Coyotes, which also are known as prairie wolves, are found from Central America to the United States and Canada.

    Wildlife biologist Bob Bancroft said coyote attacks are extremely rare because the animals are usually shy.

    Bancroft, a retired biologist with Nova Scotia’s Department of Natural Resources, said it’s possible the coyotes thought Mitchell was a deer or other prey.

    “It’s very unusual and is not likely to be repeated,” Bancroft said. “We shouldn’t assume that coyotes are suddenly going to become the big bad wolf.”

    Royal Canadian Mounted Police spokeswoman Brigdit Leger said other hikers heard Mitchell’s screams for help on Tuesday and called emergency police dispatchers.

    Police who were in the area reached the scene quickly and shot one of the animals, apparently wounding it. But the wounded animal and a companion coyote managed to get away.

    Paul Maynard of Emergency Health Services said Mitchell already was in critical condition when paramedics arrived on the scene and had multiple bite wounds over her entire body.

    “She was losing a considerable amount of blood from the wounds,” he said.

    An official with Parks Canada said they blocked the entrance to the trail where Mitchell was attacked and were trying to find the animals to determine what prompted such an unusual attack.

    You can read the full article at the link above.

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    Posted on 28th October 2009
    Under: General | No Comments »

    Fishing Report - Oct 28

    From Rory Aiken and others at AZGFD:

    The full moon is Nov. 2, so it will be almost full for spook night, so don’t expect to go trick-or-treat fishing for crappie or stripers at night using submersible lights or you’ll likely end up haunting an empty bag.

    With windy cooler weather visiting the state this week, we may be experiencing the swan song for the great autumn fishing in the warmwater lakes, but it could prompt increased salmonid activity in the high country, especially in lakes with brown trout and brookies. Browns spawn in autumn, and brookies spawn in late autumn, early winter. So at the very least, these two species should be getting more active as they stage for the spawn.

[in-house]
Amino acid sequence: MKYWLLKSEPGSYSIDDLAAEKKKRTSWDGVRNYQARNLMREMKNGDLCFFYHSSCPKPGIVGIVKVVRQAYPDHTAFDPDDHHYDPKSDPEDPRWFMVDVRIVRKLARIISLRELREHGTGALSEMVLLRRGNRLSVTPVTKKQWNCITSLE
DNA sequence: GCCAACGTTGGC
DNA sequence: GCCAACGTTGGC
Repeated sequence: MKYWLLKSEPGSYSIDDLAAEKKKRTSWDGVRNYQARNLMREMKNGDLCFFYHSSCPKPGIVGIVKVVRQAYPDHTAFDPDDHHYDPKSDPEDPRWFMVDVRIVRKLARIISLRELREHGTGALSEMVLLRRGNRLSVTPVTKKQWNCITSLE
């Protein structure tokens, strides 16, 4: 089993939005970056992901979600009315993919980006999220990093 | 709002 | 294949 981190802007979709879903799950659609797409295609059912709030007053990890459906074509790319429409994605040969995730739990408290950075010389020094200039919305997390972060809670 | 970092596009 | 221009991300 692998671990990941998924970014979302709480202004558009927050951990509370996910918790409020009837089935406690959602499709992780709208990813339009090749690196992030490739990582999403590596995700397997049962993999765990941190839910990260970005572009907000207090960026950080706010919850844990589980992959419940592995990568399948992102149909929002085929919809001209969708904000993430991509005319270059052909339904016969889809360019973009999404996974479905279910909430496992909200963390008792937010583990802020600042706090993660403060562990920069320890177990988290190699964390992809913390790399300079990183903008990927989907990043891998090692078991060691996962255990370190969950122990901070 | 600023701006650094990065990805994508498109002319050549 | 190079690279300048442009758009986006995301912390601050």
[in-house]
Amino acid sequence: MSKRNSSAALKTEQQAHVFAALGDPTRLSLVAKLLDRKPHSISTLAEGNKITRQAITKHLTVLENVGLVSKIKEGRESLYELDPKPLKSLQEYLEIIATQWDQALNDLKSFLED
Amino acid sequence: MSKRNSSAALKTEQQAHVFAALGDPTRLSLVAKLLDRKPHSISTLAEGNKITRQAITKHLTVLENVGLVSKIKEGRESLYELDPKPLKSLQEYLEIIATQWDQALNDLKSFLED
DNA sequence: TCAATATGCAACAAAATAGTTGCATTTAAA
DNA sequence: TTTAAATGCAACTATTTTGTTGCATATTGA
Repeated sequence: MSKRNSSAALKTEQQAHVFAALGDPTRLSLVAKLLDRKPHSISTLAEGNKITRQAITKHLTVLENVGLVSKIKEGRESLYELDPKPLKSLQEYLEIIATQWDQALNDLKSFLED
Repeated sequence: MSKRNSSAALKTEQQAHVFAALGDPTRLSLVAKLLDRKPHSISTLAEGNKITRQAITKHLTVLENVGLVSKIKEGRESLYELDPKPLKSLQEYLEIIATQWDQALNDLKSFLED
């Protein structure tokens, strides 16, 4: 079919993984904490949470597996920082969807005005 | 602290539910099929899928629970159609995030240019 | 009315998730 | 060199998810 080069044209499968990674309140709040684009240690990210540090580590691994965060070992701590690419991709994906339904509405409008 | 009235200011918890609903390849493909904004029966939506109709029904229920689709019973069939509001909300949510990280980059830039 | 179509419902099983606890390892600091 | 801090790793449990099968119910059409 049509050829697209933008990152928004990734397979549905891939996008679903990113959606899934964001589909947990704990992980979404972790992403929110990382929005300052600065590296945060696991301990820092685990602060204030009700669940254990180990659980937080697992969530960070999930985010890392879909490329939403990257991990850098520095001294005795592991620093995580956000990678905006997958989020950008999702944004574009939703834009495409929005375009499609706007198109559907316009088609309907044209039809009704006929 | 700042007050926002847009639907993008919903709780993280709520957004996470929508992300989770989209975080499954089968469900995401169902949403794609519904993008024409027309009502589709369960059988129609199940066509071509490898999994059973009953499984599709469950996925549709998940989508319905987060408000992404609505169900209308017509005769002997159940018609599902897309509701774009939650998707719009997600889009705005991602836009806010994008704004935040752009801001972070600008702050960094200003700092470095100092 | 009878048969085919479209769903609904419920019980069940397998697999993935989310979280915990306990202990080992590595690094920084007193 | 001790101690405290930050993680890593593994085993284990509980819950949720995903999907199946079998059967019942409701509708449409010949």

Once the spawns get underway, be sure to put some salmon eggs on the tips of your lures and other offerings. But watch the weather reports: snow expected Wednesday and Thursday, but the front is expected to clear out by the weekend. We’ll see.

    This coming week, we will be stocking the Lower Salt River below Saguaro Lake with trout for the first time, Parker Canyon Lake will get its second stocking of the season, Patagonia will get is first seasonal trout stocking, Dead Horse Ranch State Park will get its first stocking, and Wet Beaver Creek will get its last stocking until March.

    So my best tip right now is to strip the fishing line off those reels you have been using all summer and replace the line with the smallest diameter fishing line possilbe. Old line can lose you some nice fish. A good rule of thumb is change of season, change of line, especially here in Arizona with our summer heat.

    This is a great time to try for cool-water fish, such as northern pike and walleye. There are plenty of northerns in Upper Lake Mary, Ashurst and Long Lake. For walleye, the two best are Show Low Lake and Fool Hollow, but Upper Lake Mary also has some.

    For the warmater lakes, right now I would look for action in the lakes with smallmouth bass. Try Roosevelt, especially around the more rocky areas. Apache Lake might well be worth a visit, even though the bronzebacks are still in the comeback mode here (the drive should be terrific). I really like Canyon at these transition times — it’s tough to fish, but hauling in one huge toad will make you smile in remembrance all winter.

    Another one to try is Havasu — the smallmouth population here is terrific. Or scoot just downriver below Parker Dam and fish for smallies in the current.

    Crappie Report: Good News from Barlett

    Since my last report I’ve heard real good news from Bartlett. Several anglers have reported good numbers of Crappie been caught up river trolling crankbaits and grubs. Plus much to my surprises many small Crappie under 10” are being caught. This is very good news as for the past few years we have worried that Bartlett Crappie may not be spawning. The only catch is that SRP in drawing the lake down for dam inspections/ repairs and the water level is dropping fast. Because of this the bite has started to slow down a little so the time to try Bartlett is now. And be careful up river as there may be hazards that are not marked yet.